They also offered their general philosophies on integrating the outdoors into their children’s lives. “I really believe you just have to jump in and go for it with two feet in,” Hilaree said, receiving applause from the audience.
Television host and activist Alison Teal then hosted a passionate panel on The Health of Our Oceans presented by 4ocean. Teal spoke with 4ocean Community Cleanup Manager, Daniel Murphy, who shared stories from the field, where his organization has cleaned up more than six million pounds of plastic from the ocean and managed to create an important value chain from garbage. Taylor Lane and Ben Judkins of The Cigarette Surfboard project debuted a trailer for their upcoming film featuring Jack Johnson, who surfed Lane’s board, made of 10,000 cigarette butts picked up on the beaches of Southern California
“The ultimate goal with the film is to make a massive shift within the surf community and the surf industry. There are a lot of threats beyond single-use plastic that are threatening our oceans,” said filmmaker Ben Judkins, “and the best thing you can do is to get involved in some way. The best way is to start.”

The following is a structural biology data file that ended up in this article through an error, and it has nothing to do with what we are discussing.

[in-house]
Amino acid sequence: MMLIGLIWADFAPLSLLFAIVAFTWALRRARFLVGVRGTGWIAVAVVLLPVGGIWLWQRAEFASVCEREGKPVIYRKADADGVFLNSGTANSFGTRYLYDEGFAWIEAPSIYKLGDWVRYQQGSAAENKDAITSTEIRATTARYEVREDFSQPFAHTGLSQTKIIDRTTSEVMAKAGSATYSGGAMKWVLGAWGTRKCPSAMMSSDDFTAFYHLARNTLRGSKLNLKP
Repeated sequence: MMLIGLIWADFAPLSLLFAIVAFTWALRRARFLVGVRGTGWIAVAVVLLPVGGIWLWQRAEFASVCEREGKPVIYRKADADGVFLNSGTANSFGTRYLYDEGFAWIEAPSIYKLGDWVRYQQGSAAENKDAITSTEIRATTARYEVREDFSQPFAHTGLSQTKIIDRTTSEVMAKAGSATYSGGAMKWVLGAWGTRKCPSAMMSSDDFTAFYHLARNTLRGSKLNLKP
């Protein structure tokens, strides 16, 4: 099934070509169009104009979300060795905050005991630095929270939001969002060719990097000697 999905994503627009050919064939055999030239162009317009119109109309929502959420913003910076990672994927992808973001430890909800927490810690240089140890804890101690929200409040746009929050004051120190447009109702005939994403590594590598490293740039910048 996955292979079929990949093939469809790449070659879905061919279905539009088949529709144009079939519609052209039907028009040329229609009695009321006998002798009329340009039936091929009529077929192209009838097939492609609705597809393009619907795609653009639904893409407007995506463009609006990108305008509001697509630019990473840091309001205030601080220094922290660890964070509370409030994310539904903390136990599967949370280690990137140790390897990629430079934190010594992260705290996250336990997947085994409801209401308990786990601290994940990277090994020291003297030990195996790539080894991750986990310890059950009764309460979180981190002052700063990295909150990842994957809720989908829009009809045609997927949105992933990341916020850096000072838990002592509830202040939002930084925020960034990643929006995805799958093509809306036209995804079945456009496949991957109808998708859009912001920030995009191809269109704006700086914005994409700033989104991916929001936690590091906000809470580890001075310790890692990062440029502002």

Renowned spearfisher Kimi Werner captured the audience’s attention with the premiere of her new film, Three Hearts Home, which documents Kimi’s reunion with her brother, Dr. Randy Kosaki. Kosaki, who grew up in an entirely different household after Kimi’s mother chose to give him up for adoption due to a challenging set of circumstances, ultimately became a chief scientist at NOAA. The two have made profound contributions to ocean advocacy in their own respective ways, and have a mutual respect for each other’s skills. Kimi’s conversation with The Inertia’s Zach Weisberg was full of powerful messaging as she then challenged the audience to find out where their food is coming from to improve the quality of our connection with the earth. “Not everyone is going to go swim to the bottom of the ocean and pull [a giant fish] out before sunset,” she said. “That’s not what I’m suggesting, and everyone’s path is going to be different…but I think the number one thing we should all be doing is just at least owning that human-born right. Where does our food come from? Where can it come from, and I have the right to know. I’m going to ask these questions.”